7. Have breakfast within an hour of waking and eat meals at consistent times: This will help with blood sugar balance and mood and will keep cravings at bay.
8. Try a cup of chamomile tea in the evening which can have nervonic and calming properties, or even a small glass of tart cherry juice which is a natural source of melatonin.
In addition to preventing cravings, good quality sleep is essential for so many other functions in the body, including supporting a healthy immune system, protecting reproductive function, ensuring proper cognitive function, supporting detoxification and digestion. Our digestive tracts actually have a circadian rhythm, and a disruption in our rest impacts gut motility.

The Daily Dose Way to Curb Cravings:

Obviously, you get it by now – sleep is important for so many functions. Some of us feel guilty for sleeping well – like we shouldn’t have that luxury and if we are sleeping well than it means we aren’t working enough. Some of us feel like getting a good night’s sleep isnt important and something unnecessary to prioritize as much as working out or eating well and both of these could not be more untrue. Sleep is absolutely a necessity and a huge pillar of true health and disease prevention. There is a reason why sleep deprivation is a form of torture. So please, don’t sacrifice your sleep if it is in your control.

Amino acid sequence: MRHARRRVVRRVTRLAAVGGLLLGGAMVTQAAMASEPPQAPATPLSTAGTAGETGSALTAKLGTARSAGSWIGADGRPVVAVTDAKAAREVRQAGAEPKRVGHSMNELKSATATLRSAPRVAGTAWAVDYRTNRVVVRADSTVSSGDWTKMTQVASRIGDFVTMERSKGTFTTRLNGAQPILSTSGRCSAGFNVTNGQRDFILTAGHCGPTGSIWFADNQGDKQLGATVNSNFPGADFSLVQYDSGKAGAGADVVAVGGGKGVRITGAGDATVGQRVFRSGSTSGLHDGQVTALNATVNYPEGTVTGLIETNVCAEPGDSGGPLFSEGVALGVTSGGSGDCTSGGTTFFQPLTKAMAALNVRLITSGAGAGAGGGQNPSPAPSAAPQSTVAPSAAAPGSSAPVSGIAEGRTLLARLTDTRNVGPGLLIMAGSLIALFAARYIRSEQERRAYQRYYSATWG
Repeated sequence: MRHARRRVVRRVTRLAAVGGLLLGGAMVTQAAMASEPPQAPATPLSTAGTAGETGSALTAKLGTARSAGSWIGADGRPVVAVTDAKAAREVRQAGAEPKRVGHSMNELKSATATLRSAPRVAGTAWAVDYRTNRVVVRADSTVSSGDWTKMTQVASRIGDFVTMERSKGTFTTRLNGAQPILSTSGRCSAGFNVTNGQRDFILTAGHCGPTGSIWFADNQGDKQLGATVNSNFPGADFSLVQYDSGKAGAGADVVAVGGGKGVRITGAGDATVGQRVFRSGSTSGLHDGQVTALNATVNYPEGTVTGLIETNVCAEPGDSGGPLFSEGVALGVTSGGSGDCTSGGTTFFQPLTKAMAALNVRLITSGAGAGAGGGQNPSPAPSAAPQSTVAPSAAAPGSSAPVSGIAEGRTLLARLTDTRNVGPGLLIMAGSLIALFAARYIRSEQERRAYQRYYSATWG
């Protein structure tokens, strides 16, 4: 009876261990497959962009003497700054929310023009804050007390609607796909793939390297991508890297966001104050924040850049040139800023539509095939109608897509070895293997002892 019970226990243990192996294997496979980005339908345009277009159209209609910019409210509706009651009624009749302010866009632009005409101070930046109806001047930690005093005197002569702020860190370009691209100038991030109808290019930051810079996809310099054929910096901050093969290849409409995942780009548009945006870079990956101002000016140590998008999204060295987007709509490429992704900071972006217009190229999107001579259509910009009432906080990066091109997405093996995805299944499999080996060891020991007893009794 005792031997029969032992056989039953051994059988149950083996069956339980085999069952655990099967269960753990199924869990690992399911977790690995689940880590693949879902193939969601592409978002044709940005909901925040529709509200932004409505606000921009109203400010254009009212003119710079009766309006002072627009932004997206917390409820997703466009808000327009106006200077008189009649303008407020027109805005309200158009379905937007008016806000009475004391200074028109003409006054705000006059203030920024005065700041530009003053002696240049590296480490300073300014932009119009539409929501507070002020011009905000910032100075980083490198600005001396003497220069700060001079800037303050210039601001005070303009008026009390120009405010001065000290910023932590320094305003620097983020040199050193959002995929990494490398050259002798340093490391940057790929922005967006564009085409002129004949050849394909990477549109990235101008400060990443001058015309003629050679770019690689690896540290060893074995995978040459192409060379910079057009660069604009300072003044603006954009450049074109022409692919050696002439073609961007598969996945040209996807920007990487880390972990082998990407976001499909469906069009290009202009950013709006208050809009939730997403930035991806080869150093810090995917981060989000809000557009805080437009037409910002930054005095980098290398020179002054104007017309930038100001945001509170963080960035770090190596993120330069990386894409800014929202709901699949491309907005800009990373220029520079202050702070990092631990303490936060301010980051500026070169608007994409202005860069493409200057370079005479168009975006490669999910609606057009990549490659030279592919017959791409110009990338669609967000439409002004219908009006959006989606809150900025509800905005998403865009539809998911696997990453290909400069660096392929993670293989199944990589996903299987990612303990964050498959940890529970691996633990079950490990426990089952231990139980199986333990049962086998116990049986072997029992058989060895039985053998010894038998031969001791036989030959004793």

If you feel like good quality sleep isn’t happening for you and you can’t figure out why? I would highly recommend you check out our ReBoot. In addition to eating foods supportive in the key micronutrients and macronutrients to support quality sleep, this challenge includes guidance on movement and meditation, both foundational to sleep quality. We are so excited to embark on this journey with you!

The Daily Five by Dr Will Cole

Dr. Will Cole – a leading functional-medicine expert and New York Times-bestselling author – specializes in clinically investigating underlying factors of chronic disease and customizing health programs for thyroid issues, autoimmune conditions, hormonal dysfunctions, digestive disorders, and brain problems.

Tricia Williams

Tricia Williams is a talented Chef recognized as a leader in the fields of Nutrition and Holistic Health. Some years ago, Tricia founded Food Matters, a boutique, nutritionally-sound meal delivery service. Closely collaborating with her clients’ coaches, integrative physicians, and nutritionists, Tricia was able to successfully tailor meal plans that met both their taste preferences and their health goals.